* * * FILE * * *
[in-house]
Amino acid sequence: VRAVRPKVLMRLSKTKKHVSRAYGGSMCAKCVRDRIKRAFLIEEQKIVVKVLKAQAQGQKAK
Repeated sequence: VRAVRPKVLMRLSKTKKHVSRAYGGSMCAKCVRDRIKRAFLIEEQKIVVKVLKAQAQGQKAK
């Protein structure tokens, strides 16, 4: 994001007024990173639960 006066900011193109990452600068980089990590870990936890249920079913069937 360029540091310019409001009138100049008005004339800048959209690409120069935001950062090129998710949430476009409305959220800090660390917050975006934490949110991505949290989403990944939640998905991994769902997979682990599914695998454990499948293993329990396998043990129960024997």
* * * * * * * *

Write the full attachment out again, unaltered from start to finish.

[in-house]
Amino acid sequence: VRAVRPKVLMRLSKTKKHVSRAYGGSMCAKCVRDRIKRAFLIEEQKIVVKVLKAQAQGQKAK
Repeated sequence: VRAVRPKVLMRLSKTKKHVSRAYGGSMCAKCVRDRIKRAFLIEEQKIVVKVLKAQAQGQKAK
């Protein structure tokens, strides 16, 4: 994001007024990173639960 006066900011193109990452600068980089990590870990936890249920079913069937 360029540091310019409001009138100049008005004339800048959209690409120069935001950062090129998710949430476009409305959220800090660390917050975006934490949110991505949290989403990944939640998905991994769902997979682990599914695998454990499948293993329990396998043990129960024997």